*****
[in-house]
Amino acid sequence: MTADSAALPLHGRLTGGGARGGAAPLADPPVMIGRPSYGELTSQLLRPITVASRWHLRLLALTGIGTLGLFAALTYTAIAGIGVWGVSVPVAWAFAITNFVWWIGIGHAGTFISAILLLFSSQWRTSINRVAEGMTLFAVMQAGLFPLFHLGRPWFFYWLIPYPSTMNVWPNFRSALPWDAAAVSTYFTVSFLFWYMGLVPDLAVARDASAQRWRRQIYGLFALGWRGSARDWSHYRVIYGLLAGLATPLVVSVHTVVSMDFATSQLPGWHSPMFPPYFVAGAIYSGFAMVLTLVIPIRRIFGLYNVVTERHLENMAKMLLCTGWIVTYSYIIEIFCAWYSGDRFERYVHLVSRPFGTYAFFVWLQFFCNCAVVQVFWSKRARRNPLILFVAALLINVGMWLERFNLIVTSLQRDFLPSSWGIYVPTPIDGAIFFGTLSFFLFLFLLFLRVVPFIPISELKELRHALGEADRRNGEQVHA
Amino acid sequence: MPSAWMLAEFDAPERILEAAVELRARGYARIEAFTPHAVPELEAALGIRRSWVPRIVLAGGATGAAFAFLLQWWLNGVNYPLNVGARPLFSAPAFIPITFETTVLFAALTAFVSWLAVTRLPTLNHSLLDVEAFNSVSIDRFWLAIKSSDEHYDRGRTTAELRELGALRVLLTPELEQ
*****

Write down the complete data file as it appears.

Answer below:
[in-house]
Amino acid sequence: MTADSAALPLHGRLTGGGARGGAAPLADPPVMIGRPSYGELTSQLLRPITVASRWHLRLLALTGIGTLGLFAALTYTAIAGIGVWGVSVPVAWAFAITNFVWWIGIGHAGTFISAILLLFSSQWRTSINRVAEGMTLFAVMQAGLFPLFHLGRPWFFYWLIPYPSTMNVWPNFRSALPWDAAAVSTYFTVSFLFWYMGLVPDLAVARDASAQRWRRQIYGLFALGWRGSARDWSHYRVIYGLLAGLATPLVVSVHTVVSMDFATSQLPGWHSPMFPPYFVAGAIYSGFAMVLTLVIPIRRIFGLYNVVTERHLENMAKMLLCTGWIVTYSYIIEIFCAWYSGDRFERYVHLVSRPFGTYAFFVWLQFFCNCAVVQVFWSKRARRNPLILFVAALLINVGMWLERFNLIVTSLQRDFLPSSWGIYVPTPIDGAIFFGTLSFFLFLFLLFLRVVPFIPISELKELRHALGEADRRNGEQVHA
Amino acid sequence: MPSAWMLAEFDAPERILEAAVELRARGYARIEAFTPHAVPELEAALGIRRSWVPRIVLAGGATGAAFAFLLQWWLNGVNYPLNVGARPLFSAPAFIPITFETTVLFAALTAFVSWLAVTRLPTLNHSLLDVEAFNSVSIDRFWLAIKSSDEHYDRGRTTAELRELGALRVLLTPELEQ